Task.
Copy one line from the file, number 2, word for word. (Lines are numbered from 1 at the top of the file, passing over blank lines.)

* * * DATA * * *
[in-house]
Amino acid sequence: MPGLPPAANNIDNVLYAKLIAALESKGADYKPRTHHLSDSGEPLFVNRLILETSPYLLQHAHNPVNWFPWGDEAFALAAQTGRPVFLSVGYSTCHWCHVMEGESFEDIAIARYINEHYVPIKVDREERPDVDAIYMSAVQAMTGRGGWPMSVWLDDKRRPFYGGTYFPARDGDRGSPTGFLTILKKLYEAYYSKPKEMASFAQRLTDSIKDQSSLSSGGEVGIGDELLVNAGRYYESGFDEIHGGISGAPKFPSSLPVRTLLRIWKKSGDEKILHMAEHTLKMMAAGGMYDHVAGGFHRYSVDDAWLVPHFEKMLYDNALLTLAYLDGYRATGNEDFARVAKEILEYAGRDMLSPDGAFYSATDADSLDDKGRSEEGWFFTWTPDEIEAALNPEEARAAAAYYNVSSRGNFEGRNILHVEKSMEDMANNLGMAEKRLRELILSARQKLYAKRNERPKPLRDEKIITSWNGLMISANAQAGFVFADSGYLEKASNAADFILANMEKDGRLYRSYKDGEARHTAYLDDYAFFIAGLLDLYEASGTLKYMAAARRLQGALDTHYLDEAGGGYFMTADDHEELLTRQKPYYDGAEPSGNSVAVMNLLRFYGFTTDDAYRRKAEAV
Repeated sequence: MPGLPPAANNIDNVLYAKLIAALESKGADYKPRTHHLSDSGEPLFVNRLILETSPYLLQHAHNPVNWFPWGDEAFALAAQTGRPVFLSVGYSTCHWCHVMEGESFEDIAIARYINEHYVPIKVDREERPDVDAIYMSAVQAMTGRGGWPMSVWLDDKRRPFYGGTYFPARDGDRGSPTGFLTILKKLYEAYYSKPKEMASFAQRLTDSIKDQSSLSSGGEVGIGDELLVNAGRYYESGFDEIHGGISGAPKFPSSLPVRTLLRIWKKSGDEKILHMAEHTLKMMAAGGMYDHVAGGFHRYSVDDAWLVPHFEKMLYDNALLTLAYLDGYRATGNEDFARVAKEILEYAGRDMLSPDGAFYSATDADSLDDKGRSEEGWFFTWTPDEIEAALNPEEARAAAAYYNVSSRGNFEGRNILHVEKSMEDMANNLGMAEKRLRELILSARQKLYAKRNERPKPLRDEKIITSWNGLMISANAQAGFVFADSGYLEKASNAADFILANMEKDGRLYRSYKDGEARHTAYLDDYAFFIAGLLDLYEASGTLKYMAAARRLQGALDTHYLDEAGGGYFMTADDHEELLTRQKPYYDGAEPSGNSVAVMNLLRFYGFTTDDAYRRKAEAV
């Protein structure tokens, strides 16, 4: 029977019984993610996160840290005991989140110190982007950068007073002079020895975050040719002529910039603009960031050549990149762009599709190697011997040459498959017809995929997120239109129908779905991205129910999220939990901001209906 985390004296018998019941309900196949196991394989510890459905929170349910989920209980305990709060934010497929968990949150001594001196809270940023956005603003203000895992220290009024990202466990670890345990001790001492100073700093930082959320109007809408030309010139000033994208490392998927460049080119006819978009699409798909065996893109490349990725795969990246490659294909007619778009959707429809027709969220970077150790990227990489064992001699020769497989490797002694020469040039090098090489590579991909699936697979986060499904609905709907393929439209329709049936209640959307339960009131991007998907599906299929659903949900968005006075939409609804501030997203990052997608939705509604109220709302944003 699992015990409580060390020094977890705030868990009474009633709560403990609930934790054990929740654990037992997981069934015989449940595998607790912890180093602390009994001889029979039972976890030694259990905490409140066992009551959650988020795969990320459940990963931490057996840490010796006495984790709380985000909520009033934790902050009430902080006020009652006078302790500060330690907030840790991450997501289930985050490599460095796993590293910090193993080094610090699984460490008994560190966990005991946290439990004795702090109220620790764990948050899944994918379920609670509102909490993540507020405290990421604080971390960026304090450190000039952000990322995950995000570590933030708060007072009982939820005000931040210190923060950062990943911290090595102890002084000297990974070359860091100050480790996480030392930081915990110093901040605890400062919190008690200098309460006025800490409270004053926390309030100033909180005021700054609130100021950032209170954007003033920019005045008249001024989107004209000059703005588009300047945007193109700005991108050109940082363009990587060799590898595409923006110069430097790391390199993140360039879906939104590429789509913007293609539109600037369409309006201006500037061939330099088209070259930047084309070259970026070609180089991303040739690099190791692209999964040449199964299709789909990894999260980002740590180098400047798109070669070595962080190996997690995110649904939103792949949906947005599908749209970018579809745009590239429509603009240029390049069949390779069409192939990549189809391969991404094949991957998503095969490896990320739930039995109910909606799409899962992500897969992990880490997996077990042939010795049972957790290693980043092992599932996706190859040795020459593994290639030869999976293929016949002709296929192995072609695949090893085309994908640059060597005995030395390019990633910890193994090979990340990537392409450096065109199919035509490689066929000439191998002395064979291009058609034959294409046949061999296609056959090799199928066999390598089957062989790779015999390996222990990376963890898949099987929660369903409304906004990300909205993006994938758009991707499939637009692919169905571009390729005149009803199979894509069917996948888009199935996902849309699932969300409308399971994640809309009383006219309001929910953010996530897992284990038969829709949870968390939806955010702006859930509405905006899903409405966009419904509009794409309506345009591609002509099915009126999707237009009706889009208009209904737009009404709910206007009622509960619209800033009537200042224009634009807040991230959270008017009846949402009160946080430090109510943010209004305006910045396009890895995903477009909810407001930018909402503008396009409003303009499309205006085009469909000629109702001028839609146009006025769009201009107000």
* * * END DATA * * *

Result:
Amino acid sequence: MPGLPPAANNIDNVLYAKLIAALESKGADYKPRTHHLSDSGEPLFVNRLILETSPYLLQHAHNPVNWFPWGDEAFALAAQTGRPVFLSVGYSTCHWCHVMEGESFEDIAIARYINEHYVPIKVDREERPDVDAIYMSAVQAMTGRGGWPMSVWLDDKRRPFYGGTYFPARDGDRGSPTGFLTILKKLYEAYYSKPKEMASFAQRLTDSIKDQSSLSSGGEVGIGDELLVNAGRYYESGFDEIHGGISGAPKFPSSLPVRTLLRIWKKSGDEKILHMAEHTLKMMAAGGMYDHVAGGFHRYSVDDAWLVPHFEKMLYDNALLTLAYLDGYRATGNEDFARVAKEILEYAGRDMLSPDGAFYSATDADSLDDKGRSEEGWFFTWTPDEIEAALNPEEARAAAAYYNVSSRGNFEGRNILHVEKSMEDMANNLGMAEKRLRELILSARQKLYAKRNERPKPLRDEKIITSWNGLMISANAQAGFVFADSGYLEKASNAADFILANMEKDGRLYRSYKDGEARHTAYLDDYAFFIAGLLDLYEASGTLKYMAAARRLQGALDTHYLDEAGGGYFMTADDHEELLTRQKPYYDGAEPSGNSVAVMNLLRFYGFTTDDAYRRKAEAV